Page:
When Gary Smith was in trucking school, a classmate asked the instructor what to do about women who hung out in truck stop parking lots, knocking on the door of the truck to sell sex. The instructor described a window decal saying “No Lot Lizards,” with a drawing of a woman with green skin and a tail wearing scanty clothing. “You can buy one in any truck stop store,” the instructor told them. A few months after Mr. Smith started driving, he was parked at a truck stop in Indianapolis. It was October 2008, during a pouring rain. At 3 in the morning a knock on his cab door woke him. It was a girl of 15 or 16, he said, soaked and shivering. “Do you want company?” she asked. Mr. Smith was furious at being awakened. “I’m not lonely — go away,” he yelled at her. Mr. Smith went back to sleep and thought no more about it — until six years later, when he visited a trailer fitted out like a mobile museum about sex trafficking and labeled the Freedom Drivers Project. The trailer travels the country going to trucking conventions and events like county fairs. It’s a project of the 10-year-old group Truckers Against Trafficking, which teaches truckers, their companies and the government agencies and law enforcement that intersect with commercial drivers how to spot sex trafficking and how to respond. T.A.T. has trained more than 700,000 truckers.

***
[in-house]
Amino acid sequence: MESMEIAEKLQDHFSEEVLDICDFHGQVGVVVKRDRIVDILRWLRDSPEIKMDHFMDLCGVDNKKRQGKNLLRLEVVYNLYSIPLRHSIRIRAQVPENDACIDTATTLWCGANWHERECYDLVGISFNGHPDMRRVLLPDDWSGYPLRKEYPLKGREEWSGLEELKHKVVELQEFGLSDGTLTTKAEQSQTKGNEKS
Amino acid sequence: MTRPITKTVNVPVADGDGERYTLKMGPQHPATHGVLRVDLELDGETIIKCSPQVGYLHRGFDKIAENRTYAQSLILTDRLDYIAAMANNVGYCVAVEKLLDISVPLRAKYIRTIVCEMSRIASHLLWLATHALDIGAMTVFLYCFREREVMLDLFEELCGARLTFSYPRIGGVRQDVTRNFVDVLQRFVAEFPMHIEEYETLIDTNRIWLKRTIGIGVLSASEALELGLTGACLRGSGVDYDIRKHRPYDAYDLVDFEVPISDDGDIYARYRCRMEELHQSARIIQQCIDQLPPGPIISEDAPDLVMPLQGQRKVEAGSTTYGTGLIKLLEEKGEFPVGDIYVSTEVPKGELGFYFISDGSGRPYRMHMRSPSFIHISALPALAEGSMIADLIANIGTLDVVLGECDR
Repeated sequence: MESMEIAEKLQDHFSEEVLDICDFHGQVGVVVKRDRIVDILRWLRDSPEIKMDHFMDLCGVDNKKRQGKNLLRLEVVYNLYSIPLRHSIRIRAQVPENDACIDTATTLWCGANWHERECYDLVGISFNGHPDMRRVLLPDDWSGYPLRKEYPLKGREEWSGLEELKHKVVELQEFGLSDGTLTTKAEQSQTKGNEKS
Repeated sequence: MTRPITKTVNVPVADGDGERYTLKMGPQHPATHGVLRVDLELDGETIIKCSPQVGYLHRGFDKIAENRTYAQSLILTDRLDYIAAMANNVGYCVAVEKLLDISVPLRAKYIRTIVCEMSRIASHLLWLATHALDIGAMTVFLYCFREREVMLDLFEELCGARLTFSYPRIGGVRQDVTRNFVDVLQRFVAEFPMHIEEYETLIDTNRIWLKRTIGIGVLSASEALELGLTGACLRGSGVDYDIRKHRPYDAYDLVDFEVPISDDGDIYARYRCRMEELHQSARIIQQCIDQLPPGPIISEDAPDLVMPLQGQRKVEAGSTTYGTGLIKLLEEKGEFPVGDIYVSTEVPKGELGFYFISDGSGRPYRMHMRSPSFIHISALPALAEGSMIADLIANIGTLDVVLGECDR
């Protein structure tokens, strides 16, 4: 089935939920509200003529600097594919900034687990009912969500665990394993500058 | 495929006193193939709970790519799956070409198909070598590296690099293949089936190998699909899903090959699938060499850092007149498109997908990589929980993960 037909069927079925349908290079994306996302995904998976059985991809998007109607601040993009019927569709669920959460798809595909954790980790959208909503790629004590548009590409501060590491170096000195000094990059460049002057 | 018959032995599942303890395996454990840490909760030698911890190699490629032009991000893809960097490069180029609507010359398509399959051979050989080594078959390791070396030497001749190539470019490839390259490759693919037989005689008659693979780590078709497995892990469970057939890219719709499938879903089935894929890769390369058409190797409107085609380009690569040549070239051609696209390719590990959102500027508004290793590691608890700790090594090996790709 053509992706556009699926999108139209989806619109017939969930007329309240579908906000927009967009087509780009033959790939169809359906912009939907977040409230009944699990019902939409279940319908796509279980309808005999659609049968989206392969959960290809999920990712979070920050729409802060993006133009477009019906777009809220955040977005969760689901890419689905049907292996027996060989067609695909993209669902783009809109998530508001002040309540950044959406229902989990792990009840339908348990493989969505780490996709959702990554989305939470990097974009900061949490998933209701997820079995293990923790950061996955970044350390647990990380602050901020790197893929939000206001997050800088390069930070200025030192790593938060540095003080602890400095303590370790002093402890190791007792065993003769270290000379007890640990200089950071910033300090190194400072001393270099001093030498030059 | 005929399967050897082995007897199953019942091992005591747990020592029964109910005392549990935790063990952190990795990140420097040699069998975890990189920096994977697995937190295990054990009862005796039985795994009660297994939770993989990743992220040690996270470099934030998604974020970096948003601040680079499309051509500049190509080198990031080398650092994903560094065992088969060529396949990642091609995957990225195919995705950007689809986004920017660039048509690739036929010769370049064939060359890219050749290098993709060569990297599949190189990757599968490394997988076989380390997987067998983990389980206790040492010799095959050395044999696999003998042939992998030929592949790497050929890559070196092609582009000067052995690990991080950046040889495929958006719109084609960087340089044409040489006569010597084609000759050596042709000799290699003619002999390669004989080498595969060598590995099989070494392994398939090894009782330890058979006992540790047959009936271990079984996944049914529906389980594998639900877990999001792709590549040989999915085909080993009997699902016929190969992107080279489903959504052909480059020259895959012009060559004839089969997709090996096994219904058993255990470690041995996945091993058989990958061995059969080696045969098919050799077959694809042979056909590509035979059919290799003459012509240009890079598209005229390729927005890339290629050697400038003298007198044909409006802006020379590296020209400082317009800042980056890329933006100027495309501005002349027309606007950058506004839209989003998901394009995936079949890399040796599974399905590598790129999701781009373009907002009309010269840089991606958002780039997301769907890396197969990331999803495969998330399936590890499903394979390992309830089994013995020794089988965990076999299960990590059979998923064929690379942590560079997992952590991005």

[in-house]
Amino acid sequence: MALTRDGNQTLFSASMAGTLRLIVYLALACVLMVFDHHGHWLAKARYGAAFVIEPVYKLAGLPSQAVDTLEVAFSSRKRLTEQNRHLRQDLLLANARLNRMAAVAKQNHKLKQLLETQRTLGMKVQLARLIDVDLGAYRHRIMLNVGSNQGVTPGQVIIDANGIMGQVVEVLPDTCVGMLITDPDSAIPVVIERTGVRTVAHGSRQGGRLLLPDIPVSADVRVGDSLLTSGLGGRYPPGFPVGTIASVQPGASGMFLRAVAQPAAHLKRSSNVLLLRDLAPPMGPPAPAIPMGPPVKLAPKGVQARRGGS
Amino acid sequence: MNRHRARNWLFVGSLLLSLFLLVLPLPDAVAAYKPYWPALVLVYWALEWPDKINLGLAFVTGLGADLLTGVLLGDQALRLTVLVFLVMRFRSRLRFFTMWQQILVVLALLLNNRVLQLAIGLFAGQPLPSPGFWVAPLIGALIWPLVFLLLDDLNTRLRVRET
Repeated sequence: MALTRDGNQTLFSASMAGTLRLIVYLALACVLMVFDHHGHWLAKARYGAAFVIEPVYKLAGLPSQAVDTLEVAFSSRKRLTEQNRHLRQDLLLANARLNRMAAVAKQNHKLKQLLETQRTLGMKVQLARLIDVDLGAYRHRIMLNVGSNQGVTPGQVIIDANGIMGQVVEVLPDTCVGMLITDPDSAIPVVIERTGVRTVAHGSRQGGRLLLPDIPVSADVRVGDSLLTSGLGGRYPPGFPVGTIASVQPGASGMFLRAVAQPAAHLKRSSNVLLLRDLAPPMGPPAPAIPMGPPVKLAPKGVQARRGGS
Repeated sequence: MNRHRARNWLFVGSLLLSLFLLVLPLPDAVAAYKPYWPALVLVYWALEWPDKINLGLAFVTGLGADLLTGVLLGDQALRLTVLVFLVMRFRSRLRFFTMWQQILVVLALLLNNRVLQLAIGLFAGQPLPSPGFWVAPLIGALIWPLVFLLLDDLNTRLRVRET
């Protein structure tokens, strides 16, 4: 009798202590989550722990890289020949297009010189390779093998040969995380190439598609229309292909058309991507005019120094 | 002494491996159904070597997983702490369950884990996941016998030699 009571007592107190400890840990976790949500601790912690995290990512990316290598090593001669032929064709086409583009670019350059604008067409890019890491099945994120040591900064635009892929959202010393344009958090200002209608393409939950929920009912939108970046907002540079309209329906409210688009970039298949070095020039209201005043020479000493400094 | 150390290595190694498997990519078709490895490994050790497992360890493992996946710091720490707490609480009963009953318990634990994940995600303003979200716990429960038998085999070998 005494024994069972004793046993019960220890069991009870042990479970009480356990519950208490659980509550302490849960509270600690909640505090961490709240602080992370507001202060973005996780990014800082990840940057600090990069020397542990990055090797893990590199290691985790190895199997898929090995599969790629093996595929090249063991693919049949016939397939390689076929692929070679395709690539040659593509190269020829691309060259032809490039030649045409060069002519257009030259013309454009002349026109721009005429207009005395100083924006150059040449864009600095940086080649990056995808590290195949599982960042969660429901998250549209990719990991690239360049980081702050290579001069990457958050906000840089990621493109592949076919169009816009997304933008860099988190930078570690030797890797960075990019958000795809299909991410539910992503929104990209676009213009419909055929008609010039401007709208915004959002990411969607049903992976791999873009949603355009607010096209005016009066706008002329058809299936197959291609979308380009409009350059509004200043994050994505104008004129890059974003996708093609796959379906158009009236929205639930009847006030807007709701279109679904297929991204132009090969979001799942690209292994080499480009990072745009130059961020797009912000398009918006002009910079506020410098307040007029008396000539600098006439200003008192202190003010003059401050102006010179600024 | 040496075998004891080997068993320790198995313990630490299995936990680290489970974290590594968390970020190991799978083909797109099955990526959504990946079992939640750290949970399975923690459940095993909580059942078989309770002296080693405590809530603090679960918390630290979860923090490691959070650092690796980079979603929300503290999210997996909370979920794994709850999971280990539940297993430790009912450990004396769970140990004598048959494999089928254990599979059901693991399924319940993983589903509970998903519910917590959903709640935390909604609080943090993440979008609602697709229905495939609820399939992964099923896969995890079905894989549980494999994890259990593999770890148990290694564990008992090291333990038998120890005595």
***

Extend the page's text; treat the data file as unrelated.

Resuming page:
JUPITER, Fla. — Something was amiss at a massage parlor near one of the wealthiest barrier islands in Florida. First, a health inspector spotted several suitcases. Then she noticed an unusual stash of clothing, food and bedding. A young woman who was supposed to be a massage therapist spoke little English and seemed unusually nervous. The inspector reported her findings to the police. They would eventually learn that her suspicions were right: The women were not just employees: They were living in the day spa, sleeping on massage tables and cooking meals on hot plates in the back. Some of them had had their passports confiscated. The inspector’s suspicions prompted a sprawling investigation across four Florida counties and two states — Florida and New York — over nearly eight months, resulting in the disruption of what authorities say was a multimillion-dollar human-trafficking and prostitution operation.
Most tenants of a drab, four-story building in Park Slope, Brooklyn, knew about the brothel in their building. Strange men buzzed their apartments at all hours, looking nervous as they headed toward the same two apartments where many residents believed sex was being sold. Calling the landlord was useless, several tenants said. “I thought it was strange that he didn’t seem worried about it,” one woman who lived in the building for seven years said. “It was so out in the open.” In September, the police broke up a large prostitution ring that had been protected by seven police officers. Prosecutors said the landlord of that Park Slope building, Isaac A. Schwartz, was in on it. He has pleaded not guilty to charges of enterprise corruption and conspiracy.
Millions of women, men, and children around the world become victims of human trafficking each year, according to the United Nations. In an attempt to not only raise awareness about the issue of human trafficking but end the practice, the United Nations has used the end of July to mark World Day against Trafficking in Persons since 2013. But the practice of human trafficking won't be eradicated without everyone's help, including yours. Start by educating yourself on this World Day Against Trafficking in Persons with these 13 alarming sex trafficking statistics.